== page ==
1. #1
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    Eno821302's Avatar
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    Apr 2006

    Question Cold Weather: Dry or Wet?

    Okay- sounds obvious... maybe it's a fly poop / pepper type situation but I'd like to hear some other opinions on it.

    I work in what can be one of the harshest climates in North America- a place that records more sub-zero temperatures than anywhere else in this province. Naturally, this doesn't mean that we never have to go to work... and this climate can require some pretty extensive modifications to normal operations.

    Pretty basic question: In cold weather (-15C and beyond), is it better to run a dry pump or a wet pump?

    The way I see it is wet:

    A pump system full of water is going to take a lot longer to potentially freeze than one that has little pockets of water and moisture built up inside it. On scene, no matter what it is, the pump is recirculated a little faster than normal to keep things nice and warm... We generally run wet back home where I volunteer where climates can be equally daunting.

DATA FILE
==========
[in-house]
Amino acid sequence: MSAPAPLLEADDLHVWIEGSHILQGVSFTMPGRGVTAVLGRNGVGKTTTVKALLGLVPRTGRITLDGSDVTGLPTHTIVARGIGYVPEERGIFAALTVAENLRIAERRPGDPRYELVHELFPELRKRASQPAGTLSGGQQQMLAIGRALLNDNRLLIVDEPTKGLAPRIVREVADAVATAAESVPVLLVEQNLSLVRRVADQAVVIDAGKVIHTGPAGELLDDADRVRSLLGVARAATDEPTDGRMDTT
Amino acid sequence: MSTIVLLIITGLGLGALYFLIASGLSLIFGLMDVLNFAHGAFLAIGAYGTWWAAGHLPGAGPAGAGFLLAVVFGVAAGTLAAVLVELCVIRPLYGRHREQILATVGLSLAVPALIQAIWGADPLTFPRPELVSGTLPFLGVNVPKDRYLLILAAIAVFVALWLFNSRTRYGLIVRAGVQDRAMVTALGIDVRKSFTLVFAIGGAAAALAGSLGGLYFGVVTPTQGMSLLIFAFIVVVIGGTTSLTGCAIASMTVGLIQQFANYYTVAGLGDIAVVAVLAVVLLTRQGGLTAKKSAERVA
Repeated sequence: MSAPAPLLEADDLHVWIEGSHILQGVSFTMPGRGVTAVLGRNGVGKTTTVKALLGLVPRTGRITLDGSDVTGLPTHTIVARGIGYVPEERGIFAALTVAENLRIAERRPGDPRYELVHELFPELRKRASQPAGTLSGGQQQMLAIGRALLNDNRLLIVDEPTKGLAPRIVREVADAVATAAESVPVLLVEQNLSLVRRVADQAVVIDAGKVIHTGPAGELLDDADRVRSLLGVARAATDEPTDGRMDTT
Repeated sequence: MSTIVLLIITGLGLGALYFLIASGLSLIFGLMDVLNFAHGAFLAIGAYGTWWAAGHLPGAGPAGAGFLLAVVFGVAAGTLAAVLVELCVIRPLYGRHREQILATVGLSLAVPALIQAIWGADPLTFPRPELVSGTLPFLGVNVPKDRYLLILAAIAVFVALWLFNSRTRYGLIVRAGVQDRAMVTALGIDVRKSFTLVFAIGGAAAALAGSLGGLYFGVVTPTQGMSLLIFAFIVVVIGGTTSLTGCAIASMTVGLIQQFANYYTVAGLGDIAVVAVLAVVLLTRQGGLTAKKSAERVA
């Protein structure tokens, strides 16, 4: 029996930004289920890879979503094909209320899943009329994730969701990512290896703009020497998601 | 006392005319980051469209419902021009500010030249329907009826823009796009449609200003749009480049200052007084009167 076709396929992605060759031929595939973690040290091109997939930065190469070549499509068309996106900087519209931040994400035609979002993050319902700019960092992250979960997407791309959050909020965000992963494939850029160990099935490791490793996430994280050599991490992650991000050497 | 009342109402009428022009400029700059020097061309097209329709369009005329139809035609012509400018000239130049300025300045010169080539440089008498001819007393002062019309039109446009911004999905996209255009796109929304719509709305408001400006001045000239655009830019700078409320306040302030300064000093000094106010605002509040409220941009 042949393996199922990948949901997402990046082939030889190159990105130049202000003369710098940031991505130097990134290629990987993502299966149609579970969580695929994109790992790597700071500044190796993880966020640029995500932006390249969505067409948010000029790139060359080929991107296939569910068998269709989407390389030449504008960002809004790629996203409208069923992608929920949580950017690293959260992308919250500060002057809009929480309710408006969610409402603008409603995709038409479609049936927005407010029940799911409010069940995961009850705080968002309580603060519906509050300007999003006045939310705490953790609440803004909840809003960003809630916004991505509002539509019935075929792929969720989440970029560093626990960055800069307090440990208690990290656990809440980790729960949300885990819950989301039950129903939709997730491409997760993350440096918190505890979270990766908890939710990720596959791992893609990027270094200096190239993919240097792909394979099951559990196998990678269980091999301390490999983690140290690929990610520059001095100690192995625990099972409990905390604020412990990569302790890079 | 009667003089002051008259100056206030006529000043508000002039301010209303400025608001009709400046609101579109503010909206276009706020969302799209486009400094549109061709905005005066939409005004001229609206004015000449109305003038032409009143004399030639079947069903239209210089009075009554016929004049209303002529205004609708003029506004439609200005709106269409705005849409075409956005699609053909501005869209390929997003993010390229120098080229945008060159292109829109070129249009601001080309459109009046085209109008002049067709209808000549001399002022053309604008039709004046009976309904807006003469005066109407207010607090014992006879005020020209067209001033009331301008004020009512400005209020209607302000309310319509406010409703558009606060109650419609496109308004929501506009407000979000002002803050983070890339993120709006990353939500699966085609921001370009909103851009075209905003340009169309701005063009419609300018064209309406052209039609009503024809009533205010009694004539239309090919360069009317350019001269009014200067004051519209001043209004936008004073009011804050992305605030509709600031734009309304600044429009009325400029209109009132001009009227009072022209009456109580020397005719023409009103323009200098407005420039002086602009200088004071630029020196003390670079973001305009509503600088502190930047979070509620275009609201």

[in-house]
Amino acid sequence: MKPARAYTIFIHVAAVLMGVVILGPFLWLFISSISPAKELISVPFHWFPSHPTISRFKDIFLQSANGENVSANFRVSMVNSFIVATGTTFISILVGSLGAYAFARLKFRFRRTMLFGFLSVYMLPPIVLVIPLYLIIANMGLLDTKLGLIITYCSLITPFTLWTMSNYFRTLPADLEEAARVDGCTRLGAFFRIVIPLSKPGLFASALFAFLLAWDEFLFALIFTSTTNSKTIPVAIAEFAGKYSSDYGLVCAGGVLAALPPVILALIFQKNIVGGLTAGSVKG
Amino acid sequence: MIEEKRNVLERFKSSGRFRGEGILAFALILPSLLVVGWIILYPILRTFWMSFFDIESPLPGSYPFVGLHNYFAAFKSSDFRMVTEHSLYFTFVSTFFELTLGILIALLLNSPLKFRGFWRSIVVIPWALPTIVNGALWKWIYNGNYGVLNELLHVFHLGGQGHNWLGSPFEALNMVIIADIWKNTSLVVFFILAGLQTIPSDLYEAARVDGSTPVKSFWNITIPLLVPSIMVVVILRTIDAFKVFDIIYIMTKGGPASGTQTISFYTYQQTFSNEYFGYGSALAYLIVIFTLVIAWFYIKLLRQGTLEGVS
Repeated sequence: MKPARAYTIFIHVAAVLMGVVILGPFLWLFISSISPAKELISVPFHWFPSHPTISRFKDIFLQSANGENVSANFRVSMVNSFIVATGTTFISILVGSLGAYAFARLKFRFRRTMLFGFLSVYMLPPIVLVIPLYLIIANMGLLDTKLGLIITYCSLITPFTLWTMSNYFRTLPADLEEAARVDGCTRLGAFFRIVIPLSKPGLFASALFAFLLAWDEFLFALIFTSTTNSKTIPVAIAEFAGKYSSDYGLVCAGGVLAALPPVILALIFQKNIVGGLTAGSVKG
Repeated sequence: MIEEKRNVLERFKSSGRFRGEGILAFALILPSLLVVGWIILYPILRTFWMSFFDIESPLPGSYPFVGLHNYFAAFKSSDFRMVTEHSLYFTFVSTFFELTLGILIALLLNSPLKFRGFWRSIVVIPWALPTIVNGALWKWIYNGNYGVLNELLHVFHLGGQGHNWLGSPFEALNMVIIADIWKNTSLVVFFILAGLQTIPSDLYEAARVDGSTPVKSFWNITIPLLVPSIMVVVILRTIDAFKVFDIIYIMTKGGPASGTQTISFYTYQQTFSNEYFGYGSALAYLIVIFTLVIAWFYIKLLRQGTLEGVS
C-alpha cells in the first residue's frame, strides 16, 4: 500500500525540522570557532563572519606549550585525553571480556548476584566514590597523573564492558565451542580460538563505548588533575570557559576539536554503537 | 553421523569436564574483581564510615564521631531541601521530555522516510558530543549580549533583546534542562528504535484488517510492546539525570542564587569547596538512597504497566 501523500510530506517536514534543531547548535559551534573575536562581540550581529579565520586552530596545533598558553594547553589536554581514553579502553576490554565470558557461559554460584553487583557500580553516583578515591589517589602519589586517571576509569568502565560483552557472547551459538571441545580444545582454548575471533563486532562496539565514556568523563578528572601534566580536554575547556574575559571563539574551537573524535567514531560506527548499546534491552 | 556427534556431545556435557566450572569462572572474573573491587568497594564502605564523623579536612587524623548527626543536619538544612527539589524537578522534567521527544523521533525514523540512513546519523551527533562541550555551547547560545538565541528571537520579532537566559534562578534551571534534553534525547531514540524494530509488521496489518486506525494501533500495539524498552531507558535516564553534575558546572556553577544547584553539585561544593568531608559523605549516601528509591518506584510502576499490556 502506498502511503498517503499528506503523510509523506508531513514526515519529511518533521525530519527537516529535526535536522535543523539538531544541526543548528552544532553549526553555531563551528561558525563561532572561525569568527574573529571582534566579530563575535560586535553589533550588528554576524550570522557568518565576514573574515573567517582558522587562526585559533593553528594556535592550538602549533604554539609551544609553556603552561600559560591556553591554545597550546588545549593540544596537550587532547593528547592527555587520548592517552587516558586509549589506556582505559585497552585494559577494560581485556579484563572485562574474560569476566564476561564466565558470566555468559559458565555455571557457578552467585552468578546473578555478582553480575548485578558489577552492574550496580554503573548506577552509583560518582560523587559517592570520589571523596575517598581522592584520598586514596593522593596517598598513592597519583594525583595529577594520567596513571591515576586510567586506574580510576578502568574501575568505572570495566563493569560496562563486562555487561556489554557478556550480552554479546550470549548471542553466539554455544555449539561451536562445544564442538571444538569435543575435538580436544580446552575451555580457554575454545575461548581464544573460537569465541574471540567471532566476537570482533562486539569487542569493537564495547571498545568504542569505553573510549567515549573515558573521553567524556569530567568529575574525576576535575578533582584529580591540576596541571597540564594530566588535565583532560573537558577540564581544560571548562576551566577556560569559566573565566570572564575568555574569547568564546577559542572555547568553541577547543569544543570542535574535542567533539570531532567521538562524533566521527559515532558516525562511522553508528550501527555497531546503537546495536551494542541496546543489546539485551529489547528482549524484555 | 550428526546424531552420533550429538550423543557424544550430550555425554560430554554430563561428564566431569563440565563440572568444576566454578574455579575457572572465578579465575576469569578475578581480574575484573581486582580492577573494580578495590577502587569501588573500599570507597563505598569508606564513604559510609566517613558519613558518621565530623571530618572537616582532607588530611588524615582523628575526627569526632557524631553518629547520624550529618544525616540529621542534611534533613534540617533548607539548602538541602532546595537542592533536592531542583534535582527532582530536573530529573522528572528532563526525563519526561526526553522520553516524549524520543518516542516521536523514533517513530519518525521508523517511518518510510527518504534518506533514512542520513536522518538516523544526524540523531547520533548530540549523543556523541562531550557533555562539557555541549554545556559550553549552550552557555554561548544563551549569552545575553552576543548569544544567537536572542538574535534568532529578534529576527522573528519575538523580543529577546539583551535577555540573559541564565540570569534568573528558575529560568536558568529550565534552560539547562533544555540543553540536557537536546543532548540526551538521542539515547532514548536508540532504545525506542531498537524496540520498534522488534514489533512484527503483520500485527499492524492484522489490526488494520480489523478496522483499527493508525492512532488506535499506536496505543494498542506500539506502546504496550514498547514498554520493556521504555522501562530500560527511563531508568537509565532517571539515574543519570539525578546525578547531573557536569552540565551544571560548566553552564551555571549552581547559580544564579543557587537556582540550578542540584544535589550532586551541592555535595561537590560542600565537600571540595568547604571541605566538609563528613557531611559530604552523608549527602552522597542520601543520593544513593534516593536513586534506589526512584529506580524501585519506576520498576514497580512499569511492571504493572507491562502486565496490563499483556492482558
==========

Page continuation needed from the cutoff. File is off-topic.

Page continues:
A couple of things make the wet pump an attractive alternative:

    1) Pump compartment heaters
    2) Pump heat trays (underbelly trays that shelter the pump manifold)
    3) Short runs


    Admittedly, the other system has merrits as well. You can be pretty sure that no matter how far you have to go, your pump is not going to be one gigantic block of ice (unless your tank to pump valve leaks from dry seals from running a dry pump).The problems I've encountered in the field with dry pumps, however is that often enough the drains are opened up in the hall and generally aren't closed before the next run. On scene, the drains are generally frozen open and while some pressure can be achieved the entire scene becomes a sheet of ice. Some pretty significant ice chips can also clang around inside the pump manifold itself... My issue is that you never really know how "dry" the pump is.

    So besides those things I've listed- any other opinions / reasons for or against either or? I'm not concerned about right or wrong- but I am interested in some outside feedback to help put another tool in the proverbial toolbox.
    Last edited by Eno821302; 12-05-2008 at 09:52 PM.
    Ian "Eno" McLeod
    Senior Firefighter /EMT-A, A Shift
    HESD / OFD
    "To me, the charm of an encyclopedia is that it knows and I needn't."

  2. #2
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    Jan 2007
    Pa Wilds

    Default Cold Weather Ops.